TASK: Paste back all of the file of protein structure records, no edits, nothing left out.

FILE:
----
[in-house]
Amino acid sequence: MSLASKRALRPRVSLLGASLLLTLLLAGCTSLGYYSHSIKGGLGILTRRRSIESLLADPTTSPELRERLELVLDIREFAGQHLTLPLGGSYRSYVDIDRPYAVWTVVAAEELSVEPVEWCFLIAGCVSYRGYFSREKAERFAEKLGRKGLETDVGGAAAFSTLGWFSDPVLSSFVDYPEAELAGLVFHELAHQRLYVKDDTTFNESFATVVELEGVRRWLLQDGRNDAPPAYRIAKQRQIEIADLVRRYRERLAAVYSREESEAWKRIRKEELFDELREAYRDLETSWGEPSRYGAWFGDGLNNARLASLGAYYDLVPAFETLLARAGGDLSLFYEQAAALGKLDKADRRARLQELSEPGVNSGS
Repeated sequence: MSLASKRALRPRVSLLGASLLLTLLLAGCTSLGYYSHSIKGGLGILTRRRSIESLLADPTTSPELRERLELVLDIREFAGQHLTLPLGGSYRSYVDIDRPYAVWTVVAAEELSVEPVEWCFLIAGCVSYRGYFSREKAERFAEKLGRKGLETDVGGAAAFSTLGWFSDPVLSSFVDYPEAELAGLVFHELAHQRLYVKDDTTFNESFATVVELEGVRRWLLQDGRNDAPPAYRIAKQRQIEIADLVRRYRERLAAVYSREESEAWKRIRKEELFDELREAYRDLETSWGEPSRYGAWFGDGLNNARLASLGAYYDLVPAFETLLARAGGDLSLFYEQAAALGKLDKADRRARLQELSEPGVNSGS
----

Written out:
[in-house]
Amino acid sequence: MSLASKRALRPRVSLLGASLLLTLLLAGCTSLGYYSHSIKGGLGILTRRRSIESLLADPTTSPELRERLELVLDIREFAGQHLTLPLGGSYRSYVDIDRPYAVWTVVAAEELSVEPVEWCFLIAGCVSYRGYFSREKAERFAEKLGRKGLETDVGGAAAFSTLGWFSDPVLSSFVDYPEAELAGLVFHELAHQRLYVKDDTTFNESFATVVELEGVRRWLLQDGRNDAPPAYRIAKQRQIEIADLVRRYRERLAAVYSREESEAWKRIRKEELFDELREAYRDLETSWGEPSRYGAWFGDGLNNARLASLGAYYDLVPAFETLLARAGGDLSLFYEQAAALGKLDKADRRARLQELSEPGVNSGS
Repeated sequence: MSLASKRALRPRVSLLGASLLLTLLLAGCTSLGYYSHSIKGGLGILTRRRSIESLLADPTTSPELRERLELVLDIREFAGQHLTLPLGGSYRSYVDIDRPYAVWTVVAAEELSVEPVEWCFLIAGCVSYRGYFSREKAERFAEKLGRKGLETDVGGAAAFSTLGWFSDPVLSSFVDYPEAELAGLVFHELAHQRLYVKDDTTFNESFATVVELEGVRRWLLQDGRNDAPPAYRIAKQRQIEIADLVRRYRERLAAVYSREESEAWKRIRKEELFDELREAYRDLETSWGEPSRYGAWFGDGLNNARLASLGAYYDLVPAFETLLARAGGDLSLFYEQAAALGKLDKADRRARLQELSEPGVNSGS